2020 Legislative Policy Watch Weekly E-Update

Issue No. # 7, February 21, 2020

In This Issue
Budgetary Manipulations Have Begun
Farm Economy Update
KSU Research & Extension Update
Pay Day Loans in Kansas
Rattlesnake Creek Water Rights Struggle
Climate Hearing Video Available
Legislative Notes: Energy Legislation, Raw Milk, etc.
Calendars for Week of Feb. 24
About Policy Watch

About Policy Watch E-Updates

The Legislative and Policy Watch Weekly E-Update is a project of the Kansas Rural Center.

Editor: Mary Fund
Paul Johnson, Policy Analyst

Policy Watch Sponsors
The Kansas Rural Center
promotes the health of the land and its people through research, education and advocacy that advance an ecologically sound, economically viable,  and socially just agriculture. For more information about KRC go to  www.kansasruralcenter.org.

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The Kansas Natural Resource Council (KNRC)
promotes environmentally responsible practices and sustainable natural resource policies to ensure the quality and abundance of these resources for future generations. For more information about our organization and programs, or how to become a member, please visit

Kansas Farmers Union is the state's oldest  active farm organization working to protect  and enhance the economic interests & quality of life for family farmers, ranchers & rural communities. For more information go to:

League of Women Voters of Kansas is a grassroots, volunteer, non-partisan political organization with nine local Leagues across the state. For nearly 100 years, LWVK has encouraged the informed and active participation of citizens in government and has influenced public policy through education and advocacy. The League never endorses candidates or political parties For more information, contact  lwvk.org.

Climate and Energy Project  (CEP) is a  Kansas-based non-partisan non-profit working to find practical solutions for a clean energy future. For More information go to:

Friends of the Kaw (FOK)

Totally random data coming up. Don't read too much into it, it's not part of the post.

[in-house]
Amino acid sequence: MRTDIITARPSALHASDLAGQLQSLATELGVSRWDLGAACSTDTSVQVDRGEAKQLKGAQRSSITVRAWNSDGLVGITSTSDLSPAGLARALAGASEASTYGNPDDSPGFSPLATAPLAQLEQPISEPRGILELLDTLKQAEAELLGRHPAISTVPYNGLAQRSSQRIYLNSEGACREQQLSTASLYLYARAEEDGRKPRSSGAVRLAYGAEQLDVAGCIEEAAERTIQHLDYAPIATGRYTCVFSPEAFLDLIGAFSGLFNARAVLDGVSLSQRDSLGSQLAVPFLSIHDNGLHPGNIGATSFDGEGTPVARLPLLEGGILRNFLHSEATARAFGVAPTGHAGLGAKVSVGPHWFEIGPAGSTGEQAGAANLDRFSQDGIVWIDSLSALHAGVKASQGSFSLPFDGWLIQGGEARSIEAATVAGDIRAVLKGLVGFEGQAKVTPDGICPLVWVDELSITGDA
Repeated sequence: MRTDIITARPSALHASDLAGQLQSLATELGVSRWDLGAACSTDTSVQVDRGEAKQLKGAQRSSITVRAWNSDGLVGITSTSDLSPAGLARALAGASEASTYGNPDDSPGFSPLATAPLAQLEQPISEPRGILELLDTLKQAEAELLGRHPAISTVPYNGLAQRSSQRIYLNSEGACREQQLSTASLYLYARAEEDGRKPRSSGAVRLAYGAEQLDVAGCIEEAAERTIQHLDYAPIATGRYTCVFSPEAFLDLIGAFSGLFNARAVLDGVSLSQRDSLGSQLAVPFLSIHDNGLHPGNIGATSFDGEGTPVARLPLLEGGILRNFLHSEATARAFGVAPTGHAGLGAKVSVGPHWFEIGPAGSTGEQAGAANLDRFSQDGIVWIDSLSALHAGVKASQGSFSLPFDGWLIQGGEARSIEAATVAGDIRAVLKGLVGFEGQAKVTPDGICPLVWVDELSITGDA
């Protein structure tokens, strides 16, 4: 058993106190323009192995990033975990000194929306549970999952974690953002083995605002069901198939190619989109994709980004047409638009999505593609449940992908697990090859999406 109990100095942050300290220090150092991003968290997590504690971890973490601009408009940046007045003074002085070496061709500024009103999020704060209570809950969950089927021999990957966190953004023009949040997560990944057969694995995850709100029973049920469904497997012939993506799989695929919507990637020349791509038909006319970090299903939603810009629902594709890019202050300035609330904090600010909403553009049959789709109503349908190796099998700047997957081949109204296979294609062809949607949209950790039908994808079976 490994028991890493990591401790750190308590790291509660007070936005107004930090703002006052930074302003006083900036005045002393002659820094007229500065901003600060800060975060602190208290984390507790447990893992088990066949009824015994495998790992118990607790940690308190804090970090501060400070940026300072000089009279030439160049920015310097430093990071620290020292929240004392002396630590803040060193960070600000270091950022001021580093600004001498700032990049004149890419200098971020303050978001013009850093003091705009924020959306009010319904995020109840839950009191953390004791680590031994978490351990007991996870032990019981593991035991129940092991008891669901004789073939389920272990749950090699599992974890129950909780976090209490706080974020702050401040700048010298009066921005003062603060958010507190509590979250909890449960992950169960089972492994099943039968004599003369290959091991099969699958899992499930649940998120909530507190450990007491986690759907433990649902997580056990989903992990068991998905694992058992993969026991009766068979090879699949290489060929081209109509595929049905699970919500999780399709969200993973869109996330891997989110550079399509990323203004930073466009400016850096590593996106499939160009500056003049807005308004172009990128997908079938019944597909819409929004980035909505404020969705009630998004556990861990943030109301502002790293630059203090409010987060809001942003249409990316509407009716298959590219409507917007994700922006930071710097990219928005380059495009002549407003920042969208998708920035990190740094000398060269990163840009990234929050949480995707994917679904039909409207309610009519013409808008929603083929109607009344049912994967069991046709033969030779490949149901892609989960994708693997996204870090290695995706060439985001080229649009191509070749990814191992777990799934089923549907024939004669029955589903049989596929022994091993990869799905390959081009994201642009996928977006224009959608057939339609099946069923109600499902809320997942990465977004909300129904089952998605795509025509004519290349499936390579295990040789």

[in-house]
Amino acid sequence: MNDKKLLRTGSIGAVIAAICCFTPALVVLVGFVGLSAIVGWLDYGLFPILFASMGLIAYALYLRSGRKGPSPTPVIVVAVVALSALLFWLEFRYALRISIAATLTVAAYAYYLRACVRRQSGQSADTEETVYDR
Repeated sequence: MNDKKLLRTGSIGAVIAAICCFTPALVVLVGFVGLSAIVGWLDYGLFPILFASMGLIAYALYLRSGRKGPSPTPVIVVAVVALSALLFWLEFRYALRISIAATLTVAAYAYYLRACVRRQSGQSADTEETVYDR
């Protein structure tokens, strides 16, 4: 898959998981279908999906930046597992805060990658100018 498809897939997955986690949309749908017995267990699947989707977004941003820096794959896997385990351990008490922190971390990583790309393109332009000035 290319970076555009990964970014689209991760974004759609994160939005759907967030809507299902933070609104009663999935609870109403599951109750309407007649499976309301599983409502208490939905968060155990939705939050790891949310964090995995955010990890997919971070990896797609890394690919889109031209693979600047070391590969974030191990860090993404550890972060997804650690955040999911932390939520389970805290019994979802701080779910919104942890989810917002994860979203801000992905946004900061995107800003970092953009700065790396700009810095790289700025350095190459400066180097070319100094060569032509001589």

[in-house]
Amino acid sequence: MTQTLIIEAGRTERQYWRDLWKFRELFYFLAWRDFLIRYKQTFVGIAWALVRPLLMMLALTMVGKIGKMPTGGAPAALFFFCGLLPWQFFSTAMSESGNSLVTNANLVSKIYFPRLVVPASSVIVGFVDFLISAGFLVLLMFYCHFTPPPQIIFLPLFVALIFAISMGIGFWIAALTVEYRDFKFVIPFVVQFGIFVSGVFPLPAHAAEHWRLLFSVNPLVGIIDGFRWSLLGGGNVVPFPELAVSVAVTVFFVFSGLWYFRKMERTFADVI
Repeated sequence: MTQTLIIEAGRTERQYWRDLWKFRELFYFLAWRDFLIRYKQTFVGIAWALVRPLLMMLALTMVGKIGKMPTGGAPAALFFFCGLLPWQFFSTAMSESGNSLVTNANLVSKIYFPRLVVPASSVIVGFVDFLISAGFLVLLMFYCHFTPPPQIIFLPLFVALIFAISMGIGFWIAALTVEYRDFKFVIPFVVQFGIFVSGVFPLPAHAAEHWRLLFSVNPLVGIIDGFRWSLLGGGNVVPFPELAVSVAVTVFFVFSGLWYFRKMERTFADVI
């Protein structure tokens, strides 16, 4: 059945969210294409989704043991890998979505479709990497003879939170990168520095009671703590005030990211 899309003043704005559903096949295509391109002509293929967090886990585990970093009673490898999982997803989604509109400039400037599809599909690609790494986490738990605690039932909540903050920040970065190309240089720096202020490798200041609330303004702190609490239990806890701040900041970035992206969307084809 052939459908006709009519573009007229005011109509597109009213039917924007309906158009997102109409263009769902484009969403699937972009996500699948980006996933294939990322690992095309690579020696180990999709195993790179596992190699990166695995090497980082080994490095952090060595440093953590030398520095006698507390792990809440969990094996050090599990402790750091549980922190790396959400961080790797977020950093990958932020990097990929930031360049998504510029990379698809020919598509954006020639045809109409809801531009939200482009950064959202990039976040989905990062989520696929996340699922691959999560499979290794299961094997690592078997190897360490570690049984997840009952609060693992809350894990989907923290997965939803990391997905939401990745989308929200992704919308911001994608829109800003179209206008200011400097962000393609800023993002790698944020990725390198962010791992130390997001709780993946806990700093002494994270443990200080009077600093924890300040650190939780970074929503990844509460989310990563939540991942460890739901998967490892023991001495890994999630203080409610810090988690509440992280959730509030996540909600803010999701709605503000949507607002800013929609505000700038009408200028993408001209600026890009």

works to protect and preserve the Kansas River for present and future generations. For more information go to:

Audubon of Kansas  is a statewide, non-profit organization established to promote appreciation and stewardship of Kansas' natural ecosystems, with special emphasis on conservation of prairies, birds, other wildlife and their habitat. For more information about our organization and programs, please visit   www.audubonofkansas.org 

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Kansas Congressional Representatives 
Contact Information

Sen. Jerry Moran
DC Ofc 202-224-6521

Sen. Pat Roberts
DC Ofc  202-224-4774

Rep. Roger Marshall, 
1st Dist. 
DC Ofc: 202-225-2715

Rep. Steve Watkins
2nd Dist.
DC Ofc: 202-225-6601

Rep. Sharice Davids
3rd Dist.
DC Ofc: 202-225-2865

Rep. Ron Estes
4th Dist.
DC Ofc.: 202-225-6216

    by Paul Johnson

The budget games have begun. The starting point is the Consensus Revenue Estimating group's projection of revenue for 2021 that must be used by the Governor and the Kansas Legislature. The Governor issued her 2021 State budget on January 14. There are key assumptions in this budget. By statute, Kansas should strive for at least a 7.5% ending balance for the $7.92 Billion State General Fund (SGF). The Governor's proposal has an ending balance of 8% - $627.8 million.

Since the great recession of 2009 until 2018, Kansas was far below the 7.5% target due to unaffordable tax cuts. After the reversal of most of the tax cuts in 2017, the ending balance was $761.7 million (11.5%) in 2018 and $1.105 Billion (15.7%) in 2019. For Fiscal Year (FY) 2020, the Governor proposed paying off some borrowed debt - that had been incurred under the previous Governor to 'balance' the State budget as constitutionally required - thus lowering the ending balance to $533.3 million (6.8%).

The Legislature has been rushing through the review of the Governor's budget. Similar to speed dating, budget committees are taking testimony from the Department or Agency along with limited public testimony one day and making final budgetary decisions the next day. There is very little time to truly understand most of these budgets and even ask the most relevant questions.

The House Appropriations and Senate Ways & Means committees are assembling the various budget reports to fashion a 'mega-budget' in each chamber that will eventually be reconciled. The timing of this reconciliation depends on many other budgetary choices.

The Governor proposed refinancing the Kansas Public Employees Retirement System (KPERS) thus stretching out payments ten years but saving the SGF $131 million in 2021. What is not being debated is public school financing in light of the Kansas Supreme Court ruling so base aid per student increases from $4,436 in 2020 to $4,569 in 2021 and up to $4,846 in 2023.

What is unknown is the size of proposed tax cuts that may or may not be vetoed by the Governor. If Medicaid (KanCare) expansion is passed, the Governor's estimated cost to the SGF is $35 million a year starting in 2022. Final, final budgetary deliberations will not happen until the veto session that starts April 27.

A key factor that could impact final budget decisions will be the latest consensus revenue estimator's projection on April 10. The question is an ending balance amount that can be agreed upon for 2021 and the impact on 2022, 2023, etc.